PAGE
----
The Covid pandemic has had a colossal impact on the whisky industry, and on how we consume whisky. In the not so distant past, whisky lovers made pilgrimages to their favourite distilleries, shared drams in person and experienced whisky tasting at source. Within a few short months, the landscape has altered dramatically. So much so that whisky enthusiasts are completely acclimatised to trying drams from their favourite distilleries in their living room. There are clear downsides to this, notably the lack of human interaction, but it cannot be denied that whisky has become more accessible, and most enthusiasts are able to sample a far wider range.
Some were out of the traps quicker than others. Great Drams were quick to adapt, hosting some excellent tastings way back in April. Whisky clubs also thrived throughout the pandemic, with the ability to reach new people outside of their geographical area. The club of which I am a member, Sussex Whiskey Appreciation Club (SWAG!), was founded at the start of lockdown, and for months ran virtual tastings without any physical meetups. It was such a success that by May we were able to run two tastings a week with some incredible whisky, all down to the amazing organisational skills of our founder Wayne. Other clubs, such as the London Whisky Club, have gone on to phenomenal success, regularly hosting some of the best tastings online.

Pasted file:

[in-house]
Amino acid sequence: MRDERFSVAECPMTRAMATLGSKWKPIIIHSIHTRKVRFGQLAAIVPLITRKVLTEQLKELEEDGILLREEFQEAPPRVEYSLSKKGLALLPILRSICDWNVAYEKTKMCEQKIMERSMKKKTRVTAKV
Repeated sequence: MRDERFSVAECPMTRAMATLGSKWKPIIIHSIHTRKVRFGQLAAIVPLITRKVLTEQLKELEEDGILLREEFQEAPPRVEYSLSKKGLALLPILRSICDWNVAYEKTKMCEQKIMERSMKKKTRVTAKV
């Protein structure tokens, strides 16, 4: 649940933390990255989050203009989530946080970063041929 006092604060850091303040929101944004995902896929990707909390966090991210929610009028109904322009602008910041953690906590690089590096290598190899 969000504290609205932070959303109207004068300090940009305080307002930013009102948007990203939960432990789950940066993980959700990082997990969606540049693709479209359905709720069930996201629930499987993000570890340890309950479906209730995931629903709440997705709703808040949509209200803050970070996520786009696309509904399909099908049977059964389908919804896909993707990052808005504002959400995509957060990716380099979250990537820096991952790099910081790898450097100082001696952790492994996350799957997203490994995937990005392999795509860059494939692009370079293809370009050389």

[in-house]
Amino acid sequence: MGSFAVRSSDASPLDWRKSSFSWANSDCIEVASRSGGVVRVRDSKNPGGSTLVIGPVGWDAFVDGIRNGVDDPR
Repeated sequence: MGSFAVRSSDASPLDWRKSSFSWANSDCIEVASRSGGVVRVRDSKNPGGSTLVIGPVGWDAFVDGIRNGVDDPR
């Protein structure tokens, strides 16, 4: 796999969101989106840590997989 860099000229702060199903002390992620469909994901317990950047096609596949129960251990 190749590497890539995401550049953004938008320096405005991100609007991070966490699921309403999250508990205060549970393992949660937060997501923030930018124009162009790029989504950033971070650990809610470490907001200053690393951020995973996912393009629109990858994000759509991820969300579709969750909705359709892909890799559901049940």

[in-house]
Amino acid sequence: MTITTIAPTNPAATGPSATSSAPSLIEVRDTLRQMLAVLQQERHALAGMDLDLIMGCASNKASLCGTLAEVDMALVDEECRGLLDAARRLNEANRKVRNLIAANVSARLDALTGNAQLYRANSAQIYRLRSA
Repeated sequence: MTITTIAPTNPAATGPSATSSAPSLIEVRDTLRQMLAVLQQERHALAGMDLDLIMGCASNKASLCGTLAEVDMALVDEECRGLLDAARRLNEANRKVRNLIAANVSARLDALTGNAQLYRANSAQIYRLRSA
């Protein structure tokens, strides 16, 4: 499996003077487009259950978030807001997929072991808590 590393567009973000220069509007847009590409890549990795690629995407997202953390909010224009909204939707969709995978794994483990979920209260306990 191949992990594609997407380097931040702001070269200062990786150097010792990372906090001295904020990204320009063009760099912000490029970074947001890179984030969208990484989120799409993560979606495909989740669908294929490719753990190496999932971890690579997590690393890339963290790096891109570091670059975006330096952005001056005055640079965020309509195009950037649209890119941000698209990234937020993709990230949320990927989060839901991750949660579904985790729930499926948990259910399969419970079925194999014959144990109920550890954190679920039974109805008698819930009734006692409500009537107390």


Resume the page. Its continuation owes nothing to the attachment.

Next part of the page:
New distilleries began hosting their own online tastings, which received rave reviews. From the amazing tastings with the Isle of Raasey, to the Lindores Abbey tasting, to the few Bimber tastings that have popped up, there has been a hunger for new make spirit and young whisky. There have also been some excellent experimental tastings, from Mackmyra to Origin Spirits (and the incredible Currach Seaweed Whisky), which have pushed the boundaries of what a whisky tasting can offer.
It was therefore inevitable that larger events with established brands would begin to make a mark. The first true whisky festival was hosted by Summerton, and it was very well received in its content, value and quality. Following its success, the true giants of the industry have got involved. The Whisky Show has gone virtual, with some truly breathtaking tastings lined up, Master of Malt hosted their Scotch and Sofa Festival, and Cadenhead’s will be hosting their own exciting Virtual Whisky Week.
Amongst these giant events lie some hidden gems. Merchants like The Wee Dram, The Really Good Whisky Company, The Little Whisky Shop and The Celtic Whisky Shop have been hosting some of the best tastings online, and local whisky societies like Black Country Whisky Society and Waterford Whiskey Society have gone from strength to strength.
Nothing can replace a whisky club meeting or a trip to a distillery, but with the new Covid measures in place for the foreseeable future, online whisky tastings are here to stay. Luckily for us, there has never been more variety in the amount of whisky we can try at affordable prices from the safety of our own homes.